Back in the halcyon days of 2010, Apple launched Siri, which has become something of an icon. It was cutting edge technology for personal assistants, and could give concise replies to simple queries about reminders, the weather, and sports scores. Its sense of humor has also become somewhat iconic. But everyone knew back then that it was a stop-gap for better assistants in the future, with whom we would share deeper relationships.
Now the future is here in the form of Viv, a San Jose, Calif., based company with a product that shares the same name. The company claims that “intelligence becomes a utility” through Viv. It’s a big claim, but one that nonetheless seems plausible given the tasks it can carry out. Whereas Siri currently balks at anything more than “what’s the weather like” and its humor is based on canned responses, Viv can recommend actions on queries like “on the way to my brother’s house, I need to pick up some cheap wine that goes well with lasagna.” This is a big leap forward in what is known as general artificial intelligence (AI), which is what I want to talk about today.
Consider what a calculator does. It can do many calculations with the instructions given to it faster than the average human. But the range of its intelligence is very limited to only doing calculations. Siri is much like that. It’s broader than a calculator, but is still capable of giving nonsense results when asked simple queries. However, it does link a relatively narrow range of abilities to massive amounts of data in the cloud. When you ask it for the closest Pagliacci, it’s remotely accessing Google’s data centers via 4G and getting your answers.
But Viv is an early example of a broad AI that acts as a command and control bot that will carry out your tasks for you by controlling third party apps. With something like Siri, you have very limited control over non-Apple apps. This means that you can’t control Instagram through Siri, but you can through Viv. This means you can give it a request like “take a selfie and post it on Instagram,” and Viv will do it. Further, for every verbal request you make, Viv will dynamically spit back computer code to show you how it handled the request.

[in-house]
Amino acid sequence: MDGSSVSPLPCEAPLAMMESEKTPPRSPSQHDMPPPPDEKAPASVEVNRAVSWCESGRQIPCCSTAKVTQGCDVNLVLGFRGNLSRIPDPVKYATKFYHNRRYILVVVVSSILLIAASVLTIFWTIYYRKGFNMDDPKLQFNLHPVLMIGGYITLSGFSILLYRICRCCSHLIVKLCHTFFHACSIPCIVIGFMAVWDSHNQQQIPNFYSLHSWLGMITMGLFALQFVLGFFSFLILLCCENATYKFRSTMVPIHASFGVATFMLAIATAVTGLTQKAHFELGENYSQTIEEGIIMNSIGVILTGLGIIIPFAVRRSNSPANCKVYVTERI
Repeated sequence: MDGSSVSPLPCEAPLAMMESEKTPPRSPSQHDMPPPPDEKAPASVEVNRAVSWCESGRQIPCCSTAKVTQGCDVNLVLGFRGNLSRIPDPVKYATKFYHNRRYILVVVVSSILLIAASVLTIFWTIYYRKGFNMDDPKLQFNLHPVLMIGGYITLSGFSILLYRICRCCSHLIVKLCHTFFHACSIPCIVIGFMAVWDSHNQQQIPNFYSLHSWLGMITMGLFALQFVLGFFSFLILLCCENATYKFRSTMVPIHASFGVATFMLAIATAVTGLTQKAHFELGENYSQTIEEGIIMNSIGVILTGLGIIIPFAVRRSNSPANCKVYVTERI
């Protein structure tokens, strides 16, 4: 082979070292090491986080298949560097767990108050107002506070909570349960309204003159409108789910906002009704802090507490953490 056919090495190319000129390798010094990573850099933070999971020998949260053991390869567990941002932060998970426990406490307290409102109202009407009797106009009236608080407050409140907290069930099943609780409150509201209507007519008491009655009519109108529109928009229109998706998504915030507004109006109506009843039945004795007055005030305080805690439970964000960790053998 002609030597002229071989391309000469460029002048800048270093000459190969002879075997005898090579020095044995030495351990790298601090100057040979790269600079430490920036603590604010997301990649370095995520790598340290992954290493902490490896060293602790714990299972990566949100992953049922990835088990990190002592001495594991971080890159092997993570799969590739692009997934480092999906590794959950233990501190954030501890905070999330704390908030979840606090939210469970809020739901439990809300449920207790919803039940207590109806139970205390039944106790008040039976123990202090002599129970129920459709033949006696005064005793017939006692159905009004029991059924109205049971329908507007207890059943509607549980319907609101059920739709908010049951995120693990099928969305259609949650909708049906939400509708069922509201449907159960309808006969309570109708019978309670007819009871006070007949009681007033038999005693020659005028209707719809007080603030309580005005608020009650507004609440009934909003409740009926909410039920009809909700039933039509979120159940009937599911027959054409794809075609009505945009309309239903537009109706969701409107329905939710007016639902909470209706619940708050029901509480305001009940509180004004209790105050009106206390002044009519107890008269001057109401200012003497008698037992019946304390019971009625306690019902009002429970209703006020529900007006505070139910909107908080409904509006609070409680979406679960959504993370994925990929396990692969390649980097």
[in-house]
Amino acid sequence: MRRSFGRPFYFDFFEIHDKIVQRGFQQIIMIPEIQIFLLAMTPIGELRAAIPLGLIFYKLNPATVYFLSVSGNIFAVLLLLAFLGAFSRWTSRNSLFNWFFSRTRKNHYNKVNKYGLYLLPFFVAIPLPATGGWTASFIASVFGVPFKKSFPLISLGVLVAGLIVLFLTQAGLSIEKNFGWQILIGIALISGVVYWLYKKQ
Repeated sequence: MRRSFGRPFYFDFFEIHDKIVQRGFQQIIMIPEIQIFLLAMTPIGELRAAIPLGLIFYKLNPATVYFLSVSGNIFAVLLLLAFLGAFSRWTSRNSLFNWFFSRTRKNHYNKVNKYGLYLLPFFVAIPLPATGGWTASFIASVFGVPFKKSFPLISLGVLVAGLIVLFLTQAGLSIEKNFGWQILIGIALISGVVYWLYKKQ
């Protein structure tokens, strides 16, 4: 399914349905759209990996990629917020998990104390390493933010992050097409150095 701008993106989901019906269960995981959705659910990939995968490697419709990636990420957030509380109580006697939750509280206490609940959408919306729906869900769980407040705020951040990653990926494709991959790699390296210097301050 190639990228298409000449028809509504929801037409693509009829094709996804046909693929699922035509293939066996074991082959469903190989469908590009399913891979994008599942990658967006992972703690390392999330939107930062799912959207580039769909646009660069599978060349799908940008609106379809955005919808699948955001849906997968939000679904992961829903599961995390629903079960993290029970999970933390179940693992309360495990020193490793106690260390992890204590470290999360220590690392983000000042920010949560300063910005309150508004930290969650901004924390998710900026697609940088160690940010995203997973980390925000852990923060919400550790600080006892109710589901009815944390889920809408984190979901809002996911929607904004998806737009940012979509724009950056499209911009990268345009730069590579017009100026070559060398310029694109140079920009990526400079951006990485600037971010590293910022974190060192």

It seems to me that AI’s path into our personal lives will be through devices that we hold closest to us. While AI algorithms are already used in major industries like finance, retail, and manufacturing, it’s through the individual that it will make a difference. Today, when I’m bored, I can ask Siri to tell me a joke. In the future, as AI assistants become more and more advanced, will people develop even deeper relationships with their AI assistants?
This theme has already been explored in movies like “Her” and “Ex Machina,” and it might become even more common with the generation following millennials. A company called Jibo from Boston is already selling what it calls the first “Social Robot.” Jibo claims it “communicates and expresses using natural social and emotive cues so you understand each other better.”
It’s definitely a slope, and one that will require us to question our assumptions of what a relationship is. It may not necessarily always be a bad thing, as elder care robots are being developed in Japan. We already have deep relationships with non-human animals, and even personal objects like cars or jewelry.
Maybe bots, both physical and computational, will simply expand the rainbow of entities we can relate to.
Reach columnist Arunabh Satpathy at email@example.com. Twitter: @sarunabh